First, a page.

(Editor’s Note: Following the printing of David Curha’s first Letter to the Editor, we were contacted by David requesting he be allowed to re-submit his letter, with a few minor wording corrections along with the addition of sources for some of the information contained in his letter.
Here is the second version of his Letter to the Editor, regarding the upcoming school bond referendum on Tuesday, April 4, 2017, along with the first letter he submitted.)
¨They say we offer simple answers to complex problems. Well, perhaps there is a simple answer--not an easy answer--but simple.” Those were the words of Ronald Reagan on the topic of fiscal conservatism, all the way back in 1964. Those words ring true even in this town. Osage High School is currently considering a $9.9 million dollar municipal bond and the increases in property taxes from that bond have been estimated to increase by $1.80 per each $1000 in property value. The bond tax implication calculates itself as a $100-$300 tax increase for most residential homeowners, and from a financial and economic standpoint I advise all citizens to block this referendum at the voting booth. A comprehensive financial analysis follows.
It is logical to assume that with school modernization, ceteris paribus, business revenue in Osage would increase. It is clear school updates could provide for a profitable business opportunity. New additions, such as a new preschool, are assumed to attract citizens to Osage, especially those who work in numerous factory jobs. Iowa is also very centered on high school athletics, and the new opportunities to host school athletics and events will positively impact our local economy. Nevertheless, the taxation that is imposed on our citizens is a negative effect which will presumably never allow the bond to pass. Considering there are many farmers in and around Osage, including eleven farming property transfers in 2016 which ranged from $300,000 to $1.2 million, I understand the wariness and reluctancy of supporting this objective.¹ Farmer’s lands are currently taxed at about $25 an acre; this bond plan would cause an increase of $0.16-$0.19 of new tax per acre, which calculates itself as a $2000-$3000 tax increase for our farmers, assuming most farmers own 600-1000 acres.² By supporting this plan, the local farmers are strained with funding the project. Solely based on the taxation solution and funding plan that was created, I urge all citizens of Osage to oppose this bond.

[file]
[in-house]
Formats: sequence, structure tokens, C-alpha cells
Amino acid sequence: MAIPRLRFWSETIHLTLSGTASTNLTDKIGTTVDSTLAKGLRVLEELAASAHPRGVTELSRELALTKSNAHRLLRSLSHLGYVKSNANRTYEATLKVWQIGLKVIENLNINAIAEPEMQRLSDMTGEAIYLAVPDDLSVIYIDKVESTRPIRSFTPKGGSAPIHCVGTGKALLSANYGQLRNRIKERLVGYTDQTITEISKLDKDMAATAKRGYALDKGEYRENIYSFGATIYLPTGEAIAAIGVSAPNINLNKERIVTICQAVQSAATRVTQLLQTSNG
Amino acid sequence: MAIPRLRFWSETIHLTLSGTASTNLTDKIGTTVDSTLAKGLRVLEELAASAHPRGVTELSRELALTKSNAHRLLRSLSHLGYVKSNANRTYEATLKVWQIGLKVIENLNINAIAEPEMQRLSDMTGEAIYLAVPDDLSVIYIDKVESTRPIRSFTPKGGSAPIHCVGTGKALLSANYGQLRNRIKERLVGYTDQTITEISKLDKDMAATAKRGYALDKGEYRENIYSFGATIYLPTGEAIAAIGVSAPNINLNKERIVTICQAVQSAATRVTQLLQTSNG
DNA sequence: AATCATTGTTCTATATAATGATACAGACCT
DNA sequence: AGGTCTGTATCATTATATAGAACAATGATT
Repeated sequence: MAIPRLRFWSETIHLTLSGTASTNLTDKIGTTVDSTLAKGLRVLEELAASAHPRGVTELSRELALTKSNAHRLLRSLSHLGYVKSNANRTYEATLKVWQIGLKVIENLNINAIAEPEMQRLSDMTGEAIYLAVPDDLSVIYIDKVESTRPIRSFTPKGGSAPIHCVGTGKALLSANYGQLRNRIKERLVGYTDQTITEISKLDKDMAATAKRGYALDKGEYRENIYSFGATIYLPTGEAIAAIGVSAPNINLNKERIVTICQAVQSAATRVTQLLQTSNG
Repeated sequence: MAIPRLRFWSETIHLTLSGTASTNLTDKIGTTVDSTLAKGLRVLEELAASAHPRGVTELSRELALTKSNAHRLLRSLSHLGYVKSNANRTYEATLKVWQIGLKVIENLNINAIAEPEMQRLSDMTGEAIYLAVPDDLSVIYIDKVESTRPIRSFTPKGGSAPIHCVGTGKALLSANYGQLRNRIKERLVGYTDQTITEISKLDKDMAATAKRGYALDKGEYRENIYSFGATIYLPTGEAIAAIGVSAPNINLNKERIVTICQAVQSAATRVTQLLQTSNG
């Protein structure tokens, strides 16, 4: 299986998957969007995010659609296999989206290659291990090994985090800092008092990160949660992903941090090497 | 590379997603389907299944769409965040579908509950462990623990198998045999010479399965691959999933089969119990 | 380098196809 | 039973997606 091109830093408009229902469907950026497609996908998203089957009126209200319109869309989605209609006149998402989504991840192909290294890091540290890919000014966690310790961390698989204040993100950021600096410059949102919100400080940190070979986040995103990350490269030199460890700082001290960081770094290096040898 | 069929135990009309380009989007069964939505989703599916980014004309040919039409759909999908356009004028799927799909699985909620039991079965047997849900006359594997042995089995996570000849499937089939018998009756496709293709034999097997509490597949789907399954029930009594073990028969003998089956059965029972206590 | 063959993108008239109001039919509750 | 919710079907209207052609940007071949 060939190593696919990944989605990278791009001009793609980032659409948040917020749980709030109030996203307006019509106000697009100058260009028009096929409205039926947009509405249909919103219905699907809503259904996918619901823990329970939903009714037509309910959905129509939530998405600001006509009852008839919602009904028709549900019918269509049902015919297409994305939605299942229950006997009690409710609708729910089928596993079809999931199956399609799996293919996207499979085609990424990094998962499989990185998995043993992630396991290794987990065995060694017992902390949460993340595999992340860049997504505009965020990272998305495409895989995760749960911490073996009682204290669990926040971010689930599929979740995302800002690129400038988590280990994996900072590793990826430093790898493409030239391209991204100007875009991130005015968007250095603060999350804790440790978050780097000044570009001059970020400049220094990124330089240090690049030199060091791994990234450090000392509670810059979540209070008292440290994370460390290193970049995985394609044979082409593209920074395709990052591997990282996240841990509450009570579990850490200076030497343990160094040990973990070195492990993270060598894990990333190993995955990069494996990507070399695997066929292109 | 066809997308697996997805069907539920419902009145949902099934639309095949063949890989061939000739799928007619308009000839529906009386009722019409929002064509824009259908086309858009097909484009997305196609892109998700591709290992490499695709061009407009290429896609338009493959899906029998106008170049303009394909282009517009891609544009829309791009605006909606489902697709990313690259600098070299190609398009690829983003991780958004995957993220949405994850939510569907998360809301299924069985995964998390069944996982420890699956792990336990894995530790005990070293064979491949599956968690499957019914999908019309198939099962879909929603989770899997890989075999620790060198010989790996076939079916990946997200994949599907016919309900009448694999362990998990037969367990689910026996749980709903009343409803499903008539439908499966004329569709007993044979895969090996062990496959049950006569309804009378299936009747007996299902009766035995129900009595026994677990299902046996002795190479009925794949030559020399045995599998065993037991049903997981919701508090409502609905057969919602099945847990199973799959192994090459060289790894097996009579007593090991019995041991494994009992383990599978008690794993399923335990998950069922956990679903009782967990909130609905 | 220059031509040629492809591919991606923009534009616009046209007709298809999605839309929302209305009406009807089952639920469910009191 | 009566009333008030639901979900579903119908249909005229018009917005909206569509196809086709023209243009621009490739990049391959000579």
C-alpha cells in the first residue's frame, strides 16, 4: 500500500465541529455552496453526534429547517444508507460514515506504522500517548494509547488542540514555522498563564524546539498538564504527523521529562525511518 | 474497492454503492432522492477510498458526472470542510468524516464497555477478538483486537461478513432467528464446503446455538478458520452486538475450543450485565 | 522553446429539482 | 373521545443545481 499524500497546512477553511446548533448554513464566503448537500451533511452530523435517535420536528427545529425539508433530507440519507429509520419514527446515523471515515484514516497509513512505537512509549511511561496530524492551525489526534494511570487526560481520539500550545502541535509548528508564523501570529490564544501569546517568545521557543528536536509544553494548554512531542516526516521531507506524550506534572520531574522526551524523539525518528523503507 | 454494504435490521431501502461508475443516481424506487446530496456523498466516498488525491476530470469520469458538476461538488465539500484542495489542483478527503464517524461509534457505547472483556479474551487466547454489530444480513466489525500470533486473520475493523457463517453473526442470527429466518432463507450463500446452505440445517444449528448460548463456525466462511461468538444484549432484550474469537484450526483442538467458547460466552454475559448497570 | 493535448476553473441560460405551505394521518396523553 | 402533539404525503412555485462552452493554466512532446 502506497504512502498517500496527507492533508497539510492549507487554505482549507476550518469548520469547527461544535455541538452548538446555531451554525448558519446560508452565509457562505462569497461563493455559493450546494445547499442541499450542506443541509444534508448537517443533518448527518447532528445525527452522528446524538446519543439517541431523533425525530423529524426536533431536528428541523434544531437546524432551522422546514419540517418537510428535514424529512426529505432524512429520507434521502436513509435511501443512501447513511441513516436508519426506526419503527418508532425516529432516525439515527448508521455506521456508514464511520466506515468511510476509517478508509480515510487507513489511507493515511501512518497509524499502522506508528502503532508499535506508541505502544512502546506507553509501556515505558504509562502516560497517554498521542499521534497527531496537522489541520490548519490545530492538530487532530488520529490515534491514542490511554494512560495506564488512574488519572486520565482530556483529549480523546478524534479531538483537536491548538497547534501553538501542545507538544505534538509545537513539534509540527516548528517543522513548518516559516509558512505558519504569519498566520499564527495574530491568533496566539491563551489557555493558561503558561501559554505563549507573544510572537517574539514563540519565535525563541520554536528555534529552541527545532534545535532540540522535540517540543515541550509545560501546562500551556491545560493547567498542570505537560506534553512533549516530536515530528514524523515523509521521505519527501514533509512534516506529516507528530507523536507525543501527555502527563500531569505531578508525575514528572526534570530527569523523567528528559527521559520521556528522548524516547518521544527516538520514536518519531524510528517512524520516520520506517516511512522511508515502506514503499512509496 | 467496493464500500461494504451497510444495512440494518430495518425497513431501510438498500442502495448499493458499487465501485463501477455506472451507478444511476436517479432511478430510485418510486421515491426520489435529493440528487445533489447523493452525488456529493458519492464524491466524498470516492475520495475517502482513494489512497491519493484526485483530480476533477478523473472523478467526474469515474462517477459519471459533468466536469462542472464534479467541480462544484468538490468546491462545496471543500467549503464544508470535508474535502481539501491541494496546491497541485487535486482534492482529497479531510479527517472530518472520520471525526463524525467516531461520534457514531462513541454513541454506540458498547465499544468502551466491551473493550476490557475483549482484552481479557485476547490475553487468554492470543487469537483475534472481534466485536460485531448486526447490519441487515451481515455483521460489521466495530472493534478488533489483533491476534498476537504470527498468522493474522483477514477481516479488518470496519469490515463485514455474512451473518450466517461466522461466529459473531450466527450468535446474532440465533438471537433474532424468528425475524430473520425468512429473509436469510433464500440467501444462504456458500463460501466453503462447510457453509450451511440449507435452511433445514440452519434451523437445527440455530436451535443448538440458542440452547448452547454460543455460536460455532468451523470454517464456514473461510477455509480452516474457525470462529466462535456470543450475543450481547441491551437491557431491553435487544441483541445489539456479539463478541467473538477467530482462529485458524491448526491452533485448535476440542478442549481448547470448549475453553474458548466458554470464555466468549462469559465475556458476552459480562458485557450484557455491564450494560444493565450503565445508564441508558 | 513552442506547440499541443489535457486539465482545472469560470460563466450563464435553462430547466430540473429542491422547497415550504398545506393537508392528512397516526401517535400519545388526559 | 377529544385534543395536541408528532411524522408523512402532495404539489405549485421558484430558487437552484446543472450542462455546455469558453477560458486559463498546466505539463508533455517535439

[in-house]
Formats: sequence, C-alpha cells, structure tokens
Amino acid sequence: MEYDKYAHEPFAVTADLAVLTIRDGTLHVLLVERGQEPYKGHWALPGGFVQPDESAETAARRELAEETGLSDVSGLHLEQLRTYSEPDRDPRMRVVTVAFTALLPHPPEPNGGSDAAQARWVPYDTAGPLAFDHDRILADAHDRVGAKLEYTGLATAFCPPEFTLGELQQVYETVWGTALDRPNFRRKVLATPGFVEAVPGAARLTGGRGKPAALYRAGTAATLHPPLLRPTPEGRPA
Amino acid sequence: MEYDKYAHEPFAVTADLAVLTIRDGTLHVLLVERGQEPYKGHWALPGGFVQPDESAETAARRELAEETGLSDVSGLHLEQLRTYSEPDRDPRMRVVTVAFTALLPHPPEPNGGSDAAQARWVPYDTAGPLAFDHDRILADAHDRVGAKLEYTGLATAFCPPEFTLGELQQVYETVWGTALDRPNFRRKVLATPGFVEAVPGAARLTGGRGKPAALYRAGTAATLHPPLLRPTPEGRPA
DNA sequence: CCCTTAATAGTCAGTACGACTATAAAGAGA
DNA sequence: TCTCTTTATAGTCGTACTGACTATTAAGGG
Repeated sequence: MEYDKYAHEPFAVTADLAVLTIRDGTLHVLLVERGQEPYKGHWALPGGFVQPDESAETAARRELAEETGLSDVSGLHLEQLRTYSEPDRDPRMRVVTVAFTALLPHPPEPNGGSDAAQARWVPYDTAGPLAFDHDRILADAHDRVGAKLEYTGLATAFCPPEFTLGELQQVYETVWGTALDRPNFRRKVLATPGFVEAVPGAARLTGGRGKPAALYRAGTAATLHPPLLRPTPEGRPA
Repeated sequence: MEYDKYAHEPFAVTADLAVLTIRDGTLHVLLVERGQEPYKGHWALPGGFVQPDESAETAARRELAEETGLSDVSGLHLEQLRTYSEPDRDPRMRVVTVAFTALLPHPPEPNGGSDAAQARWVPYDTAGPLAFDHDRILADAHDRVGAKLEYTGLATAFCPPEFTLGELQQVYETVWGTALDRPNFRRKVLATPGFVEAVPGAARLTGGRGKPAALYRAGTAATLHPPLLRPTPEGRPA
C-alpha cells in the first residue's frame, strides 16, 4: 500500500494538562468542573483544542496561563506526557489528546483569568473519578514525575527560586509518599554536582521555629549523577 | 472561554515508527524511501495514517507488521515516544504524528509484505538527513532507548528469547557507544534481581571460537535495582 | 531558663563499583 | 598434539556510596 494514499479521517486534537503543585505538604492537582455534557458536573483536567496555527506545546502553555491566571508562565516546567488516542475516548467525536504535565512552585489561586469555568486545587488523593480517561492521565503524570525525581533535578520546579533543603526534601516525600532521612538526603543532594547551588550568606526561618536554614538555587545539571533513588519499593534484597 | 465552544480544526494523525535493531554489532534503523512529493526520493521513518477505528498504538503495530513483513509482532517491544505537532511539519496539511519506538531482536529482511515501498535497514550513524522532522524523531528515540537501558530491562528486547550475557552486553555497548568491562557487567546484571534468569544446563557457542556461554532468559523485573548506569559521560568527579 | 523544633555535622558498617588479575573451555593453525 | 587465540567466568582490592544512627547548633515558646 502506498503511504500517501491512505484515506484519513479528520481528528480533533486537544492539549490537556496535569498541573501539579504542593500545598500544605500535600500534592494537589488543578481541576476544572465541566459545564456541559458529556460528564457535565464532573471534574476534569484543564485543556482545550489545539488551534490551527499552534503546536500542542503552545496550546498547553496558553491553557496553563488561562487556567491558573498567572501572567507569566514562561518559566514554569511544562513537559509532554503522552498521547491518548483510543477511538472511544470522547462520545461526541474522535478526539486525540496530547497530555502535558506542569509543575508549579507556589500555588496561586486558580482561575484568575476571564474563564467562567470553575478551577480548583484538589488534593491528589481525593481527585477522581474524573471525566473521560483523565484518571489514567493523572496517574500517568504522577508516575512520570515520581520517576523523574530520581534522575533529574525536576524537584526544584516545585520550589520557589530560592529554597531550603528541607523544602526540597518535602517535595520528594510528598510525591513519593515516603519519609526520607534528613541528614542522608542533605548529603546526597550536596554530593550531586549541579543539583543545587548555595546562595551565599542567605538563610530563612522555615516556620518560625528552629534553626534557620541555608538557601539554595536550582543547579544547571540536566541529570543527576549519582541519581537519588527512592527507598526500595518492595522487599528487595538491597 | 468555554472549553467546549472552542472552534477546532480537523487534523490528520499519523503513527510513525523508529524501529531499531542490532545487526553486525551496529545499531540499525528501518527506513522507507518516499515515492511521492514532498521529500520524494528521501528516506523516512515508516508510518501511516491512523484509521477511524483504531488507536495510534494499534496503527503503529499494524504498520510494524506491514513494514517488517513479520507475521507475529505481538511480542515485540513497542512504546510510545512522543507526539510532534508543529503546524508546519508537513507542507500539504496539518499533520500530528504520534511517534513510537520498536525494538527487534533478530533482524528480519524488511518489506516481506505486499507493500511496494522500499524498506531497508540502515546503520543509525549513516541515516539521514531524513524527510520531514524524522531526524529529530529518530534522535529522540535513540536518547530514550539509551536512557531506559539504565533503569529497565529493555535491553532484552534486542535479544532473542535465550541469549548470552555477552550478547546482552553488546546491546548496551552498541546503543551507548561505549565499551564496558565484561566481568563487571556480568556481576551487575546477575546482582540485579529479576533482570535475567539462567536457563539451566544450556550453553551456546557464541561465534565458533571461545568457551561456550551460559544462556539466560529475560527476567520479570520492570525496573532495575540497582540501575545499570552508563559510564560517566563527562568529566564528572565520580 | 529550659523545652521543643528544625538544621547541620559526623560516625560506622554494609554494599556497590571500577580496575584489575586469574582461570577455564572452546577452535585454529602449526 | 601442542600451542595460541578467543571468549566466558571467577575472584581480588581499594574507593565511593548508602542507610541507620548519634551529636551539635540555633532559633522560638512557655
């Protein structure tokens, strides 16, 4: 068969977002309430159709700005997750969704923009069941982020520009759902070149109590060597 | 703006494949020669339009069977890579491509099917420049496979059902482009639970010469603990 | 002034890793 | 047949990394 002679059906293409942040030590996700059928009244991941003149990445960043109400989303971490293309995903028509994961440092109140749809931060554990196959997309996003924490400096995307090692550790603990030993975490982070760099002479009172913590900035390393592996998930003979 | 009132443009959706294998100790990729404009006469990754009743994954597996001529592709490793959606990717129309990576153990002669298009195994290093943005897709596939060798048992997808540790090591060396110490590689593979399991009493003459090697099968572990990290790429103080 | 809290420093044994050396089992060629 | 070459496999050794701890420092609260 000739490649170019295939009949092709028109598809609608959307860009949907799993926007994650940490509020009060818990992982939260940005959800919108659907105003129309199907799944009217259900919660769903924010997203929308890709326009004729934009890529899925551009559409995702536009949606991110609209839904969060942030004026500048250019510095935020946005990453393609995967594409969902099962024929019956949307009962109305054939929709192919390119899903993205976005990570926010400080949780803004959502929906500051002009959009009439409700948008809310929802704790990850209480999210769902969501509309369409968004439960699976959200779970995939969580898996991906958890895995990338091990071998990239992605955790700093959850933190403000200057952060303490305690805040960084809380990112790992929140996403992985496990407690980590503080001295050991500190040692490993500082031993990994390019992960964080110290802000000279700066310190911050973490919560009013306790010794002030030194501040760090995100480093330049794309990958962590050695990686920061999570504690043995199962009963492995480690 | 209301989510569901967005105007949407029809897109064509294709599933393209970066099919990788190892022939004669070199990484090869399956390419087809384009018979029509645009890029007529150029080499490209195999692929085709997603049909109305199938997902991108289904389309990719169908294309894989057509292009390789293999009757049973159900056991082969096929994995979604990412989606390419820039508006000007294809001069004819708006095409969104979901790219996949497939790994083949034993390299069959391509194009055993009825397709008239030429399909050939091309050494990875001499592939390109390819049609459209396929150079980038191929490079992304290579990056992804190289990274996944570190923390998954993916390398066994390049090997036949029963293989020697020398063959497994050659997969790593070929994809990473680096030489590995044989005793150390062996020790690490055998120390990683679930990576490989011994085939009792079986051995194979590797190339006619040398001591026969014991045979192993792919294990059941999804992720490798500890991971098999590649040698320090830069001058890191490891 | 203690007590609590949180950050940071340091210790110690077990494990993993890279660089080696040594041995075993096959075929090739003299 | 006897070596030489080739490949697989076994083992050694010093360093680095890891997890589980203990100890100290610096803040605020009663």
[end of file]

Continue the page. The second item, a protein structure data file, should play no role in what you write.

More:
School improvements should be done in phases, with the most critical problems solved first, such as fixing ceilings, boiler systems, and improving science classrooms. These changes could be done with what we have in PPEL, and not a single bond or loan would have to burden the citizens of Osage. Naturally, that is not going to happen. I completely support the renovation and construction of new assets, including those gyms. But I am astonished that a 20-year bond, which at a current average market interest rate of 3.75%, is the solution.³ In twenty years, the bond is not going to cost $9.9 million. In fact, interest alone will cost an extra $3.5 million dollars, with the total cost rising to about $13.4 million.
Inflation is estimated to add about $396,000/year to the costs.⁴ Nevertheless, this amount is still less than the interest rate that is compounded on the bond every year. The worst occurrence possible is the combination of inflation and interest (from the bond), adding a total of $720,000 to the project every year.⁴ This, which the current bond plan allows for, is simply outrageous. After briefly consulting with the Mitchell County Economic Development Commission, I have personally come up with a plan which could minimize as many costs as possible, and most importantly minimize the property tax and even potentially dissolve the bond. My proposed plan would include a two part system, divided into internal and external revenues: